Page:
On the back of the worst March quarter since 2008, indicators show the end of the current cycle is in sight. Trump’s jostle with China is more of a concern than his ‘war of Tweets’ with North Korea, and coupled with the inability of investors to rely on central bank intervention, investors must tread carefully.
The pick-up in volatility that began in February continued into March with most major equity markets posting low single digit losses. Australian equities were amongst the worst performers dropping around 4% in local currency terms. All major sectors declined, with the more defensive sectors outperforming. This trend was also reflected in credit markets with credit spreads generally moving wider across the month. Bond yields drifted lower in March, but given the weakness evident in risk assets over the period, the rally was relatively modest. Despite trade war fears and equity weakness the US dollar recovered a touch in March, with the AUD losing ground. GBP also gained ground amid UK Brexit negotiations.
The March quarter reflected one of the worst starts to the year since the GFC in 2008, in stark contrast to the very positive end to 2017. In many ways conditions aren’t all that different to late last year. Global growth remains relatively robust, inflation low and policy conditions broadly still favourable. At the margin though there has been a shift with seemingly unbridled optimism replaced by a more “realistic” assessment of the risks and challenges ahead. Higher underlying market volatility, lower equity prices, a more measured assessment of the risks of the large technology stocks amid growing pressure from the Trump administration for greater regulation in this area, and a generally (albeit still modest) widening in risk premium reflect this. From our perspective, 2018 is running much “closer to script” – our script anyway, than 2017. Timing though is everything! The critical question though is where to now.
Is this an opportunity to add risk assets to portfolios, or, is it the beginning of the end of the extended bull market?
We think the most likely outcome is probably somewhere in the middle.
On the positive side, the macro-economic picture remains reasonable. The global growth trajectory remains reasonably robust, economic indicators are, by and large, still very positive and on our analysis, the risk of recession this year remains low. Consistent with this, the near term outlook for profits looks reasonable.
Furthermore, while we have detailed our concerns about rising inflation, inflation pressure will build through time meaning we are still some way away from the point at which central banks (the US Fed leading the way) will need to shift the policy bias from “tightening” from a very accommodative starting point, to “tight”. It is the latter that will significantly raise recession risk.
However, strong economic conditions come with a cost, and that cost is reflected in rising core inflation (which is essentially why rates are rising) and perhaps more significantly given the contribution central banks have made to rising asset prices, a significant reduction in the flexibility of central banks to respond to volatility. The Fed Put can no longer be relied on. Investors will need to think a little more deeply about the risk of the investments they make as they no longer rely on Central banks to bail them out.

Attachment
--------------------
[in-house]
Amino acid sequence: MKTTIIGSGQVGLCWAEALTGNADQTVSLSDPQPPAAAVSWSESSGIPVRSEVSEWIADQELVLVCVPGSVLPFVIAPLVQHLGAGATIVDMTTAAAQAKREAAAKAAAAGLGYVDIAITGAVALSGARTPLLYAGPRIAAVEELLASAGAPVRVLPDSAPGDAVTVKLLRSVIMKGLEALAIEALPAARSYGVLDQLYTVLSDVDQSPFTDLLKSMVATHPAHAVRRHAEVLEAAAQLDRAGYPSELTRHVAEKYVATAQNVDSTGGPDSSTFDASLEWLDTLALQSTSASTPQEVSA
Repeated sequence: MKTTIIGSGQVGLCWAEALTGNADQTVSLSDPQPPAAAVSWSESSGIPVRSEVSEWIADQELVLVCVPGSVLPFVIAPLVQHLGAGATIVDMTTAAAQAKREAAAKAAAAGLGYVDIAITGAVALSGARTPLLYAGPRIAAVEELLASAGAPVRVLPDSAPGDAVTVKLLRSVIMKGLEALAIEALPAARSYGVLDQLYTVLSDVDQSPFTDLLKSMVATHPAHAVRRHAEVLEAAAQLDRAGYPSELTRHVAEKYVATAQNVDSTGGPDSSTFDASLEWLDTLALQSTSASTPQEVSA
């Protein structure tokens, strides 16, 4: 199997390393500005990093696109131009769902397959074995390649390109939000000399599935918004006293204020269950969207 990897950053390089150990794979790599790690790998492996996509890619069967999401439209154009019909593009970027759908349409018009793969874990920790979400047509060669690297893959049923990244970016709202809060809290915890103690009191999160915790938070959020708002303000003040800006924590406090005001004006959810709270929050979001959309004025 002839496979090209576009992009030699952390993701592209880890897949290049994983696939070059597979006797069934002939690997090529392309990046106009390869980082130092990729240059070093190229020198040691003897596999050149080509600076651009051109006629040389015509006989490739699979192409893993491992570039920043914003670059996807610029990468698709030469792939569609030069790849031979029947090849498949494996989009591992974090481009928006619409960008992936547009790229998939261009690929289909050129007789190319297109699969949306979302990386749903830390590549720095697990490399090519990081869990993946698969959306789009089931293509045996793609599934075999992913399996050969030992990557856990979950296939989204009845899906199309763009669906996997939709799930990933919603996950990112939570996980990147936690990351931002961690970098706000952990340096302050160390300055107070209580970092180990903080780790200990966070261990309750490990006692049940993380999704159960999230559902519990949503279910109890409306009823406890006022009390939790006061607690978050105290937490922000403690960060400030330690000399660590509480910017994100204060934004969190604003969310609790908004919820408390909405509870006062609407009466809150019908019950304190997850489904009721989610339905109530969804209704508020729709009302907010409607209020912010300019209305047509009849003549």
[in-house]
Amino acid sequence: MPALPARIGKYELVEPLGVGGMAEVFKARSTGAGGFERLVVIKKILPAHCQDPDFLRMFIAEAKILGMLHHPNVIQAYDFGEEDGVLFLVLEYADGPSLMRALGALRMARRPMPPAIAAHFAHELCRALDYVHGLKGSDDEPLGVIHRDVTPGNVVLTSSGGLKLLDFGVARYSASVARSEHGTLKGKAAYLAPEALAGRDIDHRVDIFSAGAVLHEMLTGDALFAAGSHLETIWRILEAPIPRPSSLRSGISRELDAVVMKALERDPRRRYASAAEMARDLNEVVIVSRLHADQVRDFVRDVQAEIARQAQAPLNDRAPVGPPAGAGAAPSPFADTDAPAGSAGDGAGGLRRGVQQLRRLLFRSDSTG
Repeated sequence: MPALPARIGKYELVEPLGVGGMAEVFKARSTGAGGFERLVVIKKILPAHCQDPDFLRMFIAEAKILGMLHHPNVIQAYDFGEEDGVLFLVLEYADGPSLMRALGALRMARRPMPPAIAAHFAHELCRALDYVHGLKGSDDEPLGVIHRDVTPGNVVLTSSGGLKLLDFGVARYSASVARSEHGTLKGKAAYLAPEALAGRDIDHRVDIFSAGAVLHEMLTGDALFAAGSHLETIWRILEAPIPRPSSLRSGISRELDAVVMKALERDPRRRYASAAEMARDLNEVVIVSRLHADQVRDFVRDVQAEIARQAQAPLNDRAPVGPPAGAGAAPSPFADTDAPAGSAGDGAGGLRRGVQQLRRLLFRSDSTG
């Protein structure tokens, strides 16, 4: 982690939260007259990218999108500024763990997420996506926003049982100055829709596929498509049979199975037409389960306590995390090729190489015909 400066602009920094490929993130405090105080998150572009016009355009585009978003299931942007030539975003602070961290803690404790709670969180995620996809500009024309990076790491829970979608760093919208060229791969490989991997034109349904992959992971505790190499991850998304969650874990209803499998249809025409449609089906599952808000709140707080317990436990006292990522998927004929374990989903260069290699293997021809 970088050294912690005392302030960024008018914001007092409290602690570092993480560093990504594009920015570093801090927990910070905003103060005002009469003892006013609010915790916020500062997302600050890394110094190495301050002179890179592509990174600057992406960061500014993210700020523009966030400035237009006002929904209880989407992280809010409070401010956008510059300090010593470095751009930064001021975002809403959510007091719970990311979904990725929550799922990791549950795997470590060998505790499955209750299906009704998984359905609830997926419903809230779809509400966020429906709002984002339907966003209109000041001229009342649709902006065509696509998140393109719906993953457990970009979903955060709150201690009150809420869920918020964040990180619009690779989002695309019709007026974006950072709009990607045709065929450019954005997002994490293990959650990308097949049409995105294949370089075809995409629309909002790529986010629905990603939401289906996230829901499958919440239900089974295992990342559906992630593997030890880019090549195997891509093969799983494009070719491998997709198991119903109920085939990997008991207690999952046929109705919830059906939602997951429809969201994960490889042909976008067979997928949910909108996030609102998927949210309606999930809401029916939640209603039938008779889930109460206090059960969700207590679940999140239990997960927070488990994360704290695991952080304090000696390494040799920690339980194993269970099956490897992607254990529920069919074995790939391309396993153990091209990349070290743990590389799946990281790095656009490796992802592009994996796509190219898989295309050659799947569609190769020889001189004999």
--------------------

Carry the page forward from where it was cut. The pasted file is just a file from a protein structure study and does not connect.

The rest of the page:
The most obvious immediate “wild card” is the risk of a global trade war (or at least one between the US and China). While mutual self-interest would suggest this may ultimately end up as more bluster than substance, it does have the potential if it accelerates to harm growth (particularly in the US and China) and add to inflation (a “stagflationary” risk). Unlike the US/North Korean “war of tweets” which had a low probability, high impact and arguably binary outcome, challenges to the global trade platform have potentially more real economic consequences.
We see it as a significant risk given the dynamic of the tussle between the US and China for broader global economic and political leadership which is unlikely to dissipate for some time.
To some extent these factors have been reflected in recent market volatility, but from a valuation standpoint most assets still reflect relatively demanding valuations / optimistic assumptions. Notwithstanding this, structural equity valuations (especially for the US) are still demanding. To put this in context, the weakness in US equity markets during February and March has raised our 3 year US equity return from -1% pa to +2% pa, significant, but hardly reflecting a compelling case to buy US stocks, particularly with our US bond return closer to 3% pa. Likewise the gap between interest rates (short and long) and the economy remain large – meaning the upside risk to yields remains (despite the moves we have seen already).
To summarise, we don’t believe we are staring into the abyss (this is not 2008), but the end of the cycle is in sight. We are judiciously adding some risk, so far mainly in higher yielding credit at the expense of more vanilla fixed income, but for the reasons outlined are treading cautiously.
You can read further insights from Schroders Multi-Asset team here
Simon is responsible for Schroders' Australian Fixed Income and Multi-Asset capabilities. He has direct portfolio management responsibility for the Schroder Real Return Strategy, Schroder Balanced Strategy and Schroder Fixed Income Core-Plus Strategy